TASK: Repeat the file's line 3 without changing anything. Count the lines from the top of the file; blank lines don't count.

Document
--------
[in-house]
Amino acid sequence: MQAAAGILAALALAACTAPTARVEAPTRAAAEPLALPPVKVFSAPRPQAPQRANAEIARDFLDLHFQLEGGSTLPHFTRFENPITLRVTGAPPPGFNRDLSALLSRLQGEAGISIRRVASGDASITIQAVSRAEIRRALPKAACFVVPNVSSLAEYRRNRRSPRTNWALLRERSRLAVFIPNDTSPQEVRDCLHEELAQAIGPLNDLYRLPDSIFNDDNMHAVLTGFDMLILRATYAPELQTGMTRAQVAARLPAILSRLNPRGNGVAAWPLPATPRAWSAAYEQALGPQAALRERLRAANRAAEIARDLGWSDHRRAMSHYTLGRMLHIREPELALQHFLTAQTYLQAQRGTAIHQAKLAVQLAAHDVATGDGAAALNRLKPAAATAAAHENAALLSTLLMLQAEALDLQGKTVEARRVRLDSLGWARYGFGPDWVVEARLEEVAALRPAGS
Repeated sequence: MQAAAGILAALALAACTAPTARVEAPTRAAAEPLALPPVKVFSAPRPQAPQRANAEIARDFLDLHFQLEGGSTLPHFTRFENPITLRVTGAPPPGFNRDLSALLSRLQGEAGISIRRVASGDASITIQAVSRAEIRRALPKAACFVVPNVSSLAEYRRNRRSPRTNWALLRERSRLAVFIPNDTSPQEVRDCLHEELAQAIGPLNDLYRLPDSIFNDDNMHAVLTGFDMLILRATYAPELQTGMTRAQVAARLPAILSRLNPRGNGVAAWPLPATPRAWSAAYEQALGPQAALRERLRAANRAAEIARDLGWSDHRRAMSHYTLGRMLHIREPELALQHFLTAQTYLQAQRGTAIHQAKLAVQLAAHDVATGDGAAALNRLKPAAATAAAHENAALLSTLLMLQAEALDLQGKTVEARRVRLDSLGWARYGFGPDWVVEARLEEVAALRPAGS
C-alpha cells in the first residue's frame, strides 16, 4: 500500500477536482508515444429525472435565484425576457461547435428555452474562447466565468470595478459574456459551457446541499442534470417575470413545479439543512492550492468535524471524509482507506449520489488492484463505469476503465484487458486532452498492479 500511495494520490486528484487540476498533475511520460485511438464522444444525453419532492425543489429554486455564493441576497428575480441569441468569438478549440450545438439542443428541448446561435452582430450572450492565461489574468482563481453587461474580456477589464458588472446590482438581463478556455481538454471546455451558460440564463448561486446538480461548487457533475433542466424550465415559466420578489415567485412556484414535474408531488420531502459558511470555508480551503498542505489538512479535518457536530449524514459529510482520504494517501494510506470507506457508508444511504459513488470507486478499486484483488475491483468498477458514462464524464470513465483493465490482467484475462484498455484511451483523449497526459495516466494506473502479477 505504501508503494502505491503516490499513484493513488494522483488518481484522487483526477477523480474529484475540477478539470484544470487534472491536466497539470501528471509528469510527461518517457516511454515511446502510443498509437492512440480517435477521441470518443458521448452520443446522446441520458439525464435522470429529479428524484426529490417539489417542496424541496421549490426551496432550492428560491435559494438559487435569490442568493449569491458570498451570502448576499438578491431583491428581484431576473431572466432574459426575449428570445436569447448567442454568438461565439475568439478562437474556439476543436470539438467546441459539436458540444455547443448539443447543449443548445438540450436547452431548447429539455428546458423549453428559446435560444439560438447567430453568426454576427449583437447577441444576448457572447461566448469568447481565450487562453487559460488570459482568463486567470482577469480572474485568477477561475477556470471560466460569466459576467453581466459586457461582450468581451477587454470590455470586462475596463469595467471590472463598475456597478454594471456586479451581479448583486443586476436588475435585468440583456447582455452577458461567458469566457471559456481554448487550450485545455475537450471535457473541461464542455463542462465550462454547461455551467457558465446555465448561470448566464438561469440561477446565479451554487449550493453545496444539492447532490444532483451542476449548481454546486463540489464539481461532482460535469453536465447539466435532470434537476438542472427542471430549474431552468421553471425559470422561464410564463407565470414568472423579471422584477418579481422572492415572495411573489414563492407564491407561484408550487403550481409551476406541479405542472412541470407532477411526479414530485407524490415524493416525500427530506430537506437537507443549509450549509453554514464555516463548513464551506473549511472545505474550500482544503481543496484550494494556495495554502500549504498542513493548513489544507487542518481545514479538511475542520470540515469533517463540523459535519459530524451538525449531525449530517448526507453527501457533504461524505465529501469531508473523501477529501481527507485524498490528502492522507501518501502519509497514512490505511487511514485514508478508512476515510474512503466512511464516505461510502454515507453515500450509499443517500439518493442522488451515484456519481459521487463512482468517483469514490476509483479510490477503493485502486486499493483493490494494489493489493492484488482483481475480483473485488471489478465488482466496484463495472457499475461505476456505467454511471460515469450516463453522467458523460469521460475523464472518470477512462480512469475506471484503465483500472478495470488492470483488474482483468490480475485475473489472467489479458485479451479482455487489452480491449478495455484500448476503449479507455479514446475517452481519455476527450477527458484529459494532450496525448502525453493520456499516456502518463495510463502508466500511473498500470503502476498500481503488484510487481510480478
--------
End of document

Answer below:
Repeated sequence: MQAAAGILAALALAACTAPTARVEAPTRAAAEPLALPPVKVFSAPRPQAPQRANAEIARDFLDLHFQLEGGSTLPHFTRFENPITLRVTGAPPPGFNRDLSALLSRLQGEAGISIRRVASGDASITIQAVSRAEIRRALPKAACFVVPNVSSLAEYRRNRRSPRTNWALLRERSRLAVFIPNDTSPQEVRDCLHEELAQAIGPLNDLYRLPDSIFNDDNMHAVLTGFDMLILRATYAPELQTGMTRAQVAARLPAILSRLNPRGNGVAAWPLPATPRAWSAAYEQALGPQAALRERLRAANRAAEIARDLGWSDHRRAMSHYTLGRMLHIREPELALQHFLTAQTYLQAQRGTAIHQAKLAVQLAAHDVATGDGAAALNRLKPAAATAAAHENAALLSTLLMLQAEALDLQGKTVEARRVRLDSLGWARYGFGPDWVVEARLEEVAALRPAGS